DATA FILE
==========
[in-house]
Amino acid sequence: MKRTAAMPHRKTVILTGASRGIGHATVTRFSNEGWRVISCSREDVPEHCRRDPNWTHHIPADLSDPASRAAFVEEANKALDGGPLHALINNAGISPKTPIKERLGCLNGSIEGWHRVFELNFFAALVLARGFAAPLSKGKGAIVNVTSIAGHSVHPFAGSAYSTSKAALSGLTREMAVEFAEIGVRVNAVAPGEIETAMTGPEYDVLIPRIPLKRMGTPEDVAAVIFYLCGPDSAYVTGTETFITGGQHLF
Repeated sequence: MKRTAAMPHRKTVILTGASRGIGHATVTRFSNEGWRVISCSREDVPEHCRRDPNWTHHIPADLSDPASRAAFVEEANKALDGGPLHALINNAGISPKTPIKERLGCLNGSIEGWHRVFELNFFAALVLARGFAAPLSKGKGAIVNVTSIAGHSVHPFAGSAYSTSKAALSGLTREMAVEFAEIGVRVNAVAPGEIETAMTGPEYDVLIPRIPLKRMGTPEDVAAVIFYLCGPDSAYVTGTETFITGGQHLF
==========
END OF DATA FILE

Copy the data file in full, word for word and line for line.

[in-house]
Amino acid sequence: MKRTAAMPHRKTVILTGASRGIGHATVTRFSNEGWRVISCSREDVPEHCRRDPNWTHHIPADLSDPASRAAFVEEANKALDGGPLHALINNAGISPKTPIKERLGCLNGSIEGWHRVFELNFFAALVLARGFAAPLSKGKGAIVNVTSIAGHSVHPFAGSAYSTSKAALSGLTREMAVEFAEIGVRVNAVAPGEIETAMTGPEYDVLIPRIPLKRMGTPEDVAAVIFYLCGPDSAYVTGTETFITGGQHLF
Repeated sequence: MKRTAAMPHRKTVILTGASRGIGHATVTRFSNEGWRVISCSREDVPEHCRRDPNWTHHIPADLSDPASRAAFVEEANKALDGGPLHALINNAGISPKTPIKERLGCLNGSIEGWHRVFELNFFAALVLARGFAAPLSKGKGAIVNVTSIAGHSVHPFAGSAYSTSKAALSGLTREMAVEFAEIGVRVNAVAPGEIETAMTGPEYDVLIPRIPLKRMGTPEDVAAVIFYLCGPDSAYVTGTETFITGGQHLF